Well, a lot of it really has to do with the system.
No-one’s taught to take responsibility here, as their parents are always there to help out and look after them, I mean for crying out loud, 30 year olds (and even 40+ in some cases I know) are still living at home with their parents! No wonder things are the way they are. Where I come from everyone starts to think something’s wrong if you haven’t moved out of your parents by the time you’re in your mid 20’s if not earlier.
Education starts in the home, not in school as they seem to think here and imho most people here with a degree seems to have acquired no knowledge whatsoever.
I still believe most people are the same when they start out in life, as if you take a person born in this country and place them somewhere else in the world while they’re growing up, they’re not going to be like a person growing up here.
I think much of it comes down to a lack of pride, people here aren’t proud over what they accomplish. This isn’t helped by the idea that if you’re not number one, you’re a nobody and there’s no wonder there are so many people killing themselves here.
This is way off topic now though, but I have meet people here that are very good at their jobs and people that have just ended up in the wrong position in the wrong company in the wrong industry… yet somehow no-one seems to notice…
With regards to construction and workmanship here, it kind of goes back to the whole thing about cheap is good which seems to be a mantra here. It’s something I’m dealing with on a nearly daily basis as the Taiwanese have become experts on “cost down” no matter if it’s needed or not. Most companies here seems to believe that if you have the cheapest product, then you have the best product, something I never understood.
Don’t even get me started on the so called police here or having to deal with government agencies here, inefficiency seems to be their motto along with giving you the run around as soon as you have to provide them with anything more than the most basic of information. I can see why accounts here charge what they charge, it’s not that it’s rocket science to fill out a couple of forms, but getting all the papers with the right stamps are a real pain in the backside.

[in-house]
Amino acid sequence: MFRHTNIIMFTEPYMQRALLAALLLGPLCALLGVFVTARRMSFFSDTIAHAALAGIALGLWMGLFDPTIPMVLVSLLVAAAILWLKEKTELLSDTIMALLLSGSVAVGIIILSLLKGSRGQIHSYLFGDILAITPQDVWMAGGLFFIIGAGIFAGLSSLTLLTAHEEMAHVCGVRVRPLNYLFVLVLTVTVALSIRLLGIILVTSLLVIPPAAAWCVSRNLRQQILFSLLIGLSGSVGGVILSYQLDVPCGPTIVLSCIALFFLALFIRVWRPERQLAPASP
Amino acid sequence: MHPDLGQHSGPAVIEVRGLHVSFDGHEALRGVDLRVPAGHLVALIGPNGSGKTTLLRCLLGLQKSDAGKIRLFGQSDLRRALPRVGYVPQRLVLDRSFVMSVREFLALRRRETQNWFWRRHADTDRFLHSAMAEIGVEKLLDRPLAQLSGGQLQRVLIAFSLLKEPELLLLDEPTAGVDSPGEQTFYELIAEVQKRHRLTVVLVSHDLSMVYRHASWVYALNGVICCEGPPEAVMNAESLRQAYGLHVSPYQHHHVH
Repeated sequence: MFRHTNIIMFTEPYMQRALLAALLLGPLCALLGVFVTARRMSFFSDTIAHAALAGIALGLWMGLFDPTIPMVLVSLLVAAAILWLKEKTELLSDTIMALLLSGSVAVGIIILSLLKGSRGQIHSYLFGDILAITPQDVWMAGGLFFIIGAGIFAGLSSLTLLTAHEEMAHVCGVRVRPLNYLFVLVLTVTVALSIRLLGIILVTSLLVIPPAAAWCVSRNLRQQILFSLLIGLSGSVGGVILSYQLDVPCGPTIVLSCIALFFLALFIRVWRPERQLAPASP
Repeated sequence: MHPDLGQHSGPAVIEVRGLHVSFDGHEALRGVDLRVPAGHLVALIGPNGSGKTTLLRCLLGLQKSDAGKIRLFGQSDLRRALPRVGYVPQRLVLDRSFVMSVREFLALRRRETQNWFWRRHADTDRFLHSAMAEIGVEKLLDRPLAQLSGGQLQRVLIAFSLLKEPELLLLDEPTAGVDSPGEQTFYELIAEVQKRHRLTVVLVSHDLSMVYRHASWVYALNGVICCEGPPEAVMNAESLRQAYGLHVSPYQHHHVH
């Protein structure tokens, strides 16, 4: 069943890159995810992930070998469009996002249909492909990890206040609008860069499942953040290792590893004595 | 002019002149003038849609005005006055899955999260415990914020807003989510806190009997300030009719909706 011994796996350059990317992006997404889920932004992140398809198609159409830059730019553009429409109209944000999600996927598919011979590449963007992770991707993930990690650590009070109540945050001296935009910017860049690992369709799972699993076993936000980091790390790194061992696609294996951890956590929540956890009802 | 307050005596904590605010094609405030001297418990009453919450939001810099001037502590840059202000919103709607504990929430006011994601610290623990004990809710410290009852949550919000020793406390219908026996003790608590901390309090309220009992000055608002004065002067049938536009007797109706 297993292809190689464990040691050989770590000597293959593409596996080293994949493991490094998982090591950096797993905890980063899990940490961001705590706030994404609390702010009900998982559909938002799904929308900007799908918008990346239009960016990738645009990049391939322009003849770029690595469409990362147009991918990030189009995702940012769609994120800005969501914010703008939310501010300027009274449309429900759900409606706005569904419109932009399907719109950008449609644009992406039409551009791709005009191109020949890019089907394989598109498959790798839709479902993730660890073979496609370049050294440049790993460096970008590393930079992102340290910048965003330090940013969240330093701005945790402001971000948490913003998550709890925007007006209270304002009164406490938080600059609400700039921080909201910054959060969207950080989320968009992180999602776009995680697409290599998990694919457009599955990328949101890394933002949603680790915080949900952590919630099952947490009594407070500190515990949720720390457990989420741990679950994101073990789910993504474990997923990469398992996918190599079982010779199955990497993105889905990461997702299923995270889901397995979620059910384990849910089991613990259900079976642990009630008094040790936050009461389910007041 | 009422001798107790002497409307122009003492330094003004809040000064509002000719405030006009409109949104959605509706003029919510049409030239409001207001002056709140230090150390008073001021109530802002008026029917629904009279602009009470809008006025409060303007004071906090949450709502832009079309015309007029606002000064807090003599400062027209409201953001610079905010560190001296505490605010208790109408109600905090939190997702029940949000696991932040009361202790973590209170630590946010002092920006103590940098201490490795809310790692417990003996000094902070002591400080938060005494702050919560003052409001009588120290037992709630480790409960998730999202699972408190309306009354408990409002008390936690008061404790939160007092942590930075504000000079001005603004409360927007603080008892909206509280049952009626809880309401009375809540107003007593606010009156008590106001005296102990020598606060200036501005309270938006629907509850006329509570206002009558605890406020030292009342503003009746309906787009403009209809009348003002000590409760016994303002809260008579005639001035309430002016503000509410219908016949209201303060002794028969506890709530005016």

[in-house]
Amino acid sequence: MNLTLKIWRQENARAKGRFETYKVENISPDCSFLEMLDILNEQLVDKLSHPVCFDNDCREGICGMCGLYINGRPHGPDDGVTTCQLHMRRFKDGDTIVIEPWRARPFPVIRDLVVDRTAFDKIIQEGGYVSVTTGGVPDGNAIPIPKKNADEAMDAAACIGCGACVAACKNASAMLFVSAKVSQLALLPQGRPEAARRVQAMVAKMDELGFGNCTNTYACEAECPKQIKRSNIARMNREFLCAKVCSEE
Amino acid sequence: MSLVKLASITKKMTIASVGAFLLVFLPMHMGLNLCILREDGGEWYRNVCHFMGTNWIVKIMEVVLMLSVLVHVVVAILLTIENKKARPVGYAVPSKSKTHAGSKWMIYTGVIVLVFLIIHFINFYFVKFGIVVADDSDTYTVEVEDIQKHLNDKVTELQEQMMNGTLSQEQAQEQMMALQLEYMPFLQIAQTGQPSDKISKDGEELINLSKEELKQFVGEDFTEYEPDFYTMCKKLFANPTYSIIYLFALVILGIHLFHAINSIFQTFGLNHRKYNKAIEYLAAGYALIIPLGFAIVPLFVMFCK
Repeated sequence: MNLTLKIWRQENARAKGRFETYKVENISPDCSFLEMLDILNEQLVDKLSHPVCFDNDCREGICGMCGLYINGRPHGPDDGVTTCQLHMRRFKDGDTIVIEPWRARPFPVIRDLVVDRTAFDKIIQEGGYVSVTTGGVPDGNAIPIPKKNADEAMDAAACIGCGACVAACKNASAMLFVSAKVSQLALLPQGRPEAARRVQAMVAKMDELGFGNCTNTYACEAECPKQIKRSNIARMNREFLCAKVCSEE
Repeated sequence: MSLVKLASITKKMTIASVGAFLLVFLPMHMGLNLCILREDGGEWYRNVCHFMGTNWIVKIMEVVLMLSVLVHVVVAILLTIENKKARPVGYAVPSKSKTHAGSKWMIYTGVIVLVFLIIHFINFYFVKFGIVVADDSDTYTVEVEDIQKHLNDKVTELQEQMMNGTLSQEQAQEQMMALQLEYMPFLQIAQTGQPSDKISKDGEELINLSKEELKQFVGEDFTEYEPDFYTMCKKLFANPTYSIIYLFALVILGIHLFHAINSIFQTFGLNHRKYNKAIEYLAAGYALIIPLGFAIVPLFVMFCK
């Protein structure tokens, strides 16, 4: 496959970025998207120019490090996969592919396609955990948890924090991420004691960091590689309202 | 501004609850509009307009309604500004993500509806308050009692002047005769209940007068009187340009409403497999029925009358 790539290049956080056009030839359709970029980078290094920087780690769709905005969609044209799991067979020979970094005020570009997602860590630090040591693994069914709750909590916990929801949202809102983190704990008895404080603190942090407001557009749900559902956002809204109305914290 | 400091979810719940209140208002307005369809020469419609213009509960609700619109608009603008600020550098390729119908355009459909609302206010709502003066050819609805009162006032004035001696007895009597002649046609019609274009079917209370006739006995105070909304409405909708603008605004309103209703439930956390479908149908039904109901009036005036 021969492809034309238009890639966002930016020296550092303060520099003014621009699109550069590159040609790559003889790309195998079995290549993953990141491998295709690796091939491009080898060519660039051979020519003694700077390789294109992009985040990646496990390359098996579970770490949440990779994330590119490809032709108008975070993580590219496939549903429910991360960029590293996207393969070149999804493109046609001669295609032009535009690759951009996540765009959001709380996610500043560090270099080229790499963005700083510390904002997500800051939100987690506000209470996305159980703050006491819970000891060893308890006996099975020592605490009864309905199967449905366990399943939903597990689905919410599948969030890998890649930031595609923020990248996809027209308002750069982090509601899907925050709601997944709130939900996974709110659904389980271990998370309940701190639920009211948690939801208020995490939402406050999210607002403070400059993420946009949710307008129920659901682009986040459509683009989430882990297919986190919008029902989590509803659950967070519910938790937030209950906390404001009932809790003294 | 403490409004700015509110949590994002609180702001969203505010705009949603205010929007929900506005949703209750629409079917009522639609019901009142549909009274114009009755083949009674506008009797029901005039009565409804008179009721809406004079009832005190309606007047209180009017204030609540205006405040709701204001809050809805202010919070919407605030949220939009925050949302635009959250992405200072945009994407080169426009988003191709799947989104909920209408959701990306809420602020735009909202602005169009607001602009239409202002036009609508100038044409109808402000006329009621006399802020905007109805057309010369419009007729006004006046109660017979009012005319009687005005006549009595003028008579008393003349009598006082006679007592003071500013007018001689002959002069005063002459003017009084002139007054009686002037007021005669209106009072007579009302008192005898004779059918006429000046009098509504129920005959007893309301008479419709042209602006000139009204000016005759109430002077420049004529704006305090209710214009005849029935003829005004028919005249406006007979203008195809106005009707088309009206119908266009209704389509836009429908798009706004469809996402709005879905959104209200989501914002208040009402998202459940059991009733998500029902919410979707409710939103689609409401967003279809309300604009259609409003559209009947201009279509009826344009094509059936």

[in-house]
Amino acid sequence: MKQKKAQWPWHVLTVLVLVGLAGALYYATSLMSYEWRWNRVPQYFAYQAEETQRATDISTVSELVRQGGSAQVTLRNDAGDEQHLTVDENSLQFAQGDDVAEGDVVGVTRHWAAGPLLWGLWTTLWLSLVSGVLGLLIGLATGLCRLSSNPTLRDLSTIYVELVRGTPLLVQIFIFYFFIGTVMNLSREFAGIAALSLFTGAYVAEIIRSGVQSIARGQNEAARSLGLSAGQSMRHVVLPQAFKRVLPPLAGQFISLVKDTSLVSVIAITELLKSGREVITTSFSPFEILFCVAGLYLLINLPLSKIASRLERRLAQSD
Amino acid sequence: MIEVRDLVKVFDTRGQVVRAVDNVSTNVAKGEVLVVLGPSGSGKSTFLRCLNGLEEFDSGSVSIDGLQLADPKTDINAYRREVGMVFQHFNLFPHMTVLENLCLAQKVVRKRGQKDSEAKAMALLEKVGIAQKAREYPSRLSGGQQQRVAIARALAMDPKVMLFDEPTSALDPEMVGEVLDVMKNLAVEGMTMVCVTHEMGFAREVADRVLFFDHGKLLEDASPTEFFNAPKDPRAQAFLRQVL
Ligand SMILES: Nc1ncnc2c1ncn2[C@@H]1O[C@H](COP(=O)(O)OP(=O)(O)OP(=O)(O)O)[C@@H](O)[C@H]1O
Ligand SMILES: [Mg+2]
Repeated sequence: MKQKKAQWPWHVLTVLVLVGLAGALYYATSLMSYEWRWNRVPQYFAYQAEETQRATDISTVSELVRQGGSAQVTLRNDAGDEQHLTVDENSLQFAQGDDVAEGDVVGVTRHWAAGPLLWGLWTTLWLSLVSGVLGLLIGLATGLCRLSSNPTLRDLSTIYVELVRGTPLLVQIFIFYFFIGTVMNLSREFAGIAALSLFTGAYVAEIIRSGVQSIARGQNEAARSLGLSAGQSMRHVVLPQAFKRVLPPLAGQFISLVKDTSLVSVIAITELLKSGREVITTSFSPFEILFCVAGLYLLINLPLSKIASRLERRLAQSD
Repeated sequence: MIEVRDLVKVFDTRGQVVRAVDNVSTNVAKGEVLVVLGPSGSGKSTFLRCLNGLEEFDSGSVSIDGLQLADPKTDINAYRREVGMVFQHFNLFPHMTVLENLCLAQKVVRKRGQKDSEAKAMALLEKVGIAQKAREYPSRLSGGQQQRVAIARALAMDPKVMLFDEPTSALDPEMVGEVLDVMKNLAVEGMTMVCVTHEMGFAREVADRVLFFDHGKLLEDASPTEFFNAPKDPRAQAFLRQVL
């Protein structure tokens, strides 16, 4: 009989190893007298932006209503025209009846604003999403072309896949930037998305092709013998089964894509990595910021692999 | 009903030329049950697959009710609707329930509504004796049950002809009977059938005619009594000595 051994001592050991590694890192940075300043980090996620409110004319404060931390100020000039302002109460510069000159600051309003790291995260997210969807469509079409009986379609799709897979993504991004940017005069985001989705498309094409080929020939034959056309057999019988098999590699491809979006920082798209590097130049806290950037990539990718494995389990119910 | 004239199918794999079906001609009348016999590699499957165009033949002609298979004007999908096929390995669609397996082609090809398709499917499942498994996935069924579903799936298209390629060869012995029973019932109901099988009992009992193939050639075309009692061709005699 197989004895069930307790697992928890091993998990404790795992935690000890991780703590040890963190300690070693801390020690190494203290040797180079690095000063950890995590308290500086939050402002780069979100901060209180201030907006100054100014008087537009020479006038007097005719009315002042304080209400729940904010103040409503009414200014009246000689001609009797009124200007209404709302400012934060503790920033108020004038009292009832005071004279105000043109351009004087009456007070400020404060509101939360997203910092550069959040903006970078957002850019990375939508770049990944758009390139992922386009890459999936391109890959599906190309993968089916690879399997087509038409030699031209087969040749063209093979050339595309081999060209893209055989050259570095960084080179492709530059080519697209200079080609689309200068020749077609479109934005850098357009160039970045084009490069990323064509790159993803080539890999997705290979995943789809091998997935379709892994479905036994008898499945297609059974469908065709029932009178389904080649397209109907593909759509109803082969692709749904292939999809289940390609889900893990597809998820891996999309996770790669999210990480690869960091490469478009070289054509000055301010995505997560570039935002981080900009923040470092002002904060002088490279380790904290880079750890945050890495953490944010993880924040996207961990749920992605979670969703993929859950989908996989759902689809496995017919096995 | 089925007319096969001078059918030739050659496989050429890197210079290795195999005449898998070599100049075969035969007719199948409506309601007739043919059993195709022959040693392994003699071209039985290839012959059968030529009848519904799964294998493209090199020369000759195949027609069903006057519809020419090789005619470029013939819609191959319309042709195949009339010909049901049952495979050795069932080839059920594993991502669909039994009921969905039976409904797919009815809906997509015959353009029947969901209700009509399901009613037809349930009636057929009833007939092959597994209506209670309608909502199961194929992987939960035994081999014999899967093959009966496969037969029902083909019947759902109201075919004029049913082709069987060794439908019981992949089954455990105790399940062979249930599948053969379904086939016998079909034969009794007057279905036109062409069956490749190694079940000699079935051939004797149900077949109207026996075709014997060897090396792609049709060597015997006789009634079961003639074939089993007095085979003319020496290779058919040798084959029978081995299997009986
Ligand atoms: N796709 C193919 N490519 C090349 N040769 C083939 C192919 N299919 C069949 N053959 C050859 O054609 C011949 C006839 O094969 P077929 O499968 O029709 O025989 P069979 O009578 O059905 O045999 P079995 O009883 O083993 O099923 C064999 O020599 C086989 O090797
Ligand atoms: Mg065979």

Anyhow, I do believe it’s possible for things to change here, but it’s going to take a couple of generations and some harder times, as looking at the current teenage generation (which they apparently call the tofu generation) they have never had to do anything their entire lives and as such they’re not prepared to become adults. I guess having grown up on the country side makes me a bit different, but I had to help out back home since I was a kid, it was just part of life and I was never given a choice. In as much as I hated it back then, I think at least it prepared me a little bit for working life. I got myself summer jobs as a teenager to be able to buy whatever I wanted to get, as my allowance wasn’t very much. And no, I’m not that old and I can’t say we were poor either, but my old man was pretty strict back then.
I think a lot of people just take things for granted and there really is a viscous circle here with over protective parents that only wants you to study so you can get good grades, a school system that force feeds you information rather than educates you and a working environment where the company only wants you to do one or two very specific tasks. You mentioned you’d been to Sweden, well, us Swede’s are generally encouraged to enjoy our childhood for as long as possible, we’re taught things in school, at least if we’re lucky enough to have good teachers of which I had a few and our employers are actively seeking to further educate us and make us a more valuable asset to their business. It’s not all about money, again something Taiwan needs to learn, as many incentives businesses give in Sweden include paid holidays, parental leave, further education and development within the company. Of course, some jobs have limitations in terms of where you can go, but you’re always encouraged to become better at your job, as no company in Sweden wants employees that just do their job and nothing more, as they’d see that as a waste of investment.